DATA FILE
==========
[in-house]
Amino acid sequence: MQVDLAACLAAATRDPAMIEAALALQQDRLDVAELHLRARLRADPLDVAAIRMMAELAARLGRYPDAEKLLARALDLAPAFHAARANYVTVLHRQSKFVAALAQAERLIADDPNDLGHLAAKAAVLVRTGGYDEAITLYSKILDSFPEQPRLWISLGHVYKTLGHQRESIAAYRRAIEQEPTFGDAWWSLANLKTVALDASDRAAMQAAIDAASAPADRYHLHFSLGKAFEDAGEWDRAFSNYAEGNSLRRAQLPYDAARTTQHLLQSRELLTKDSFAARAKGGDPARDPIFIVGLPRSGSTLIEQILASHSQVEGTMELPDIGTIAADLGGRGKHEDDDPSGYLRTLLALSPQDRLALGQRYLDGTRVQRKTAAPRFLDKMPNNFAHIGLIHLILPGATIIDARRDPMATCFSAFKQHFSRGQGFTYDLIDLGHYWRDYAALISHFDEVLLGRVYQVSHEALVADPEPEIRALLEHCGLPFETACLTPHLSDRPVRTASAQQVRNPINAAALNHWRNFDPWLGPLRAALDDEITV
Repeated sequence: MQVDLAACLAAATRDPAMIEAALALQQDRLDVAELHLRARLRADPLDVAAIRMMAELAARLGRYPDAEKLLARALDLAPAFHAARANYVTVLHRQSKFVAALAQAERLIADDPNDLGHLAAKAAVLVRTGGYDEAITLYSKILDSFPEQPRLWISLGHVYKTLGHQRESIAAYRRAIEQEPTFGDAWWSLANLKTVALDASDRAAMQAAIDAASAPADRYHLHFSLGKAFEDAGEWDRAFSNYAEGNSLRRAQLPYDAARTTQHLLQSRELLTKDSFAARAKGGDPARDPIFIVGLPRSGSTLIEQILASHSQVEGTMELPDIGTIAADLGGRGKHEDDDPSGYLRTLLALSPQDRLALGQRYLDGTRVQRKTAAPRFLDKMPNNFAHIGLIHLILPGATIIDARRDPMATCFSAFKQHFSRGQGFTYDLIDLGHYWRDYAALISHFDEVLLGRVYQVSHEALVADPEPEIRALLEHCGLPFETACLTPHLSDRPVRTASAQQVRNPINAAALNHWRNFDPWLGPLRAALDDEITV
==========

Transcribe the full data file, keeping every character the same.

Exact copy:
[in-house]
Amino acid sequence: MQVDLAACLAAATRDPAMIEAALALQQDRLDVAELHLRARLRADPLDVAAIRMMAELAARLGRYPDAEKLLARALDLAPAFHAARANYVTVLHRQSKFVAALAQAERLIADDPNDLGHLAAKAAVLVRTGGYDEAITLYSKILDSFPEQPRLWISLGHVYKTLGHQRESIAAYRRAIEQEPTFGDAWWSLANLKTVALDASDRAAMQAAIDAASAPADRYHLHFSLGKAFEDAGEWDRAFSNYAEGNSLRRAQLPYDAARTTQHLLQSRELLTKDSFAARAKGGDPARDPIFIVGLPRSGSTLIEQILASHSQVEGTMELPDIGTIAADLGGRGKHEDDDPSGYLRTLLALSPQDRLALGQRYLDGTRVQRKTAAPRFLDKMPNNFAHIGLIHLILPGATIIDARRDPMATCFSAFKQHFSRGQGFTYDLIDLGHYWRDYAALISHFDEVLLGRVYQVSHEALVADPEPEIRALLEHCGLPFETACLTPHLSDRPVRTASAQQVRNPINAAALNHWRNFDPWLGPLRAALDDEITV
Repeated sequence: MQVDLAACLAAATRDPAMIEAALALQQDRLDVAELHLRARLRADPLDVAAIRMMAELAARLGRYPDAEKLLARALDLAPAFHAARANYVTVLHRQSKFVAALAQAERLIADDPNDLGHLAAKAAVLVRTGGYDEAITLYSKILDSFPEQPRLWISLGHVYKTLGHQRESIAAYRRAIEQEPTFGDAWWSLANLKTVALDASDRAAMQAAIDAASAPADRYHLHFSLGKAFEDAGEWDRAFSNYAEGNSLRRAQLPYDAARTTQHLLQSRELLTKDSFAARAKGGDPARDPIFIVGLPRSGSTLIEQILASHSQVEGTMELPDIGTIAADLGGRGKHEDDDPSGYLRTLLALSPQDRLALGQRYLDGTRVQRKTAAPRFLDKMPNNFAHIGLIHLILPGATIIDARRDPMATCFSAFKQHFSRGQGFTYDLIDLGHYWRDYAALISHFDEVLLGRVYQVSHEALVADPEPEIRALLEHCGLPFETACLTPHLSDRPVRTASAQQVRNPINAAALNHWRNFDPWLGPLRAALDDEITV